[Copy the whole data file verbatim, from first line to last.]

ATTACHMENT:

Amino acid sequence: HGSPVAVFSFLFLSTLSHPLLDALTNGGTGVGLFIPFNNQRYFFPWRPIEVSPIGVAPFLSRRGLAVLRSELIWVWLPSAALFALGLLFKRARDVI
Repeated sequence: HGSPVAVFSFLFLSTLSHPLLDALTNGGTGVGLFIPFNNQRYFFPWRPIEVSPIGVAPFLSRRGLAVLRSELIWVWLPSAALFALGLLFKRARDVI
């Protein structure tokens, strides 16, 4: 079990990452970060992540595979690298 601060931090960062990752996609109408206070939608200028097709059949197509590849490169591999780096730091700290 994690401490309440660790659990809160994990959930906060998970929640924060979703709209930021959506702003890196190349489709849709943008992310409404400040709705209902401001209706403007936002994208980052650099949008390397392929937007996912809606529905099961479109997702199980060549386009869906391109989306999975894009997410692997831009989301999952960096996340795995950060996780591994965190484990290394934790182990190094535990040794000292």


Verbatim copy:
Amino acid sequence: HGSPVAVFSFLFLSTLSHPLLDALTNGGTGVGLFIPFNNQRYFFPWRPIEVSPIGVAPFLSRRGLAVLRSELIWVWLPSAALFALGLLFKRARDVI
Repeated sequence: HGSPVAVFSFLFLSTLSHPLLDALTNGGTGVGLFIPFNNQRYFFPWRPIEVSPIGVAPFLSRRGLAVLRSELIWVWLPSAALFALGLLFKRARDVI
């Protein structure tokens, strides 16, 4: 079990990452970060992540595979690298 601060931090960062990752996609109408206070939608200028097709059949197509590849490169591999780096730091700290 994690401490309440660790659990809160994990959930906060998970929640924060979703709209930021959506702003890196190349489709849709943008992310409404400040709705209902401001209706403007936002994208980052650099949008390397392929937007996912809606529905099961479109997702199980060549386009869906391109989306999975894009997410692997831009989301999952960096996340795995950060996780591994965190484990290394934790182990190094535990040794000292």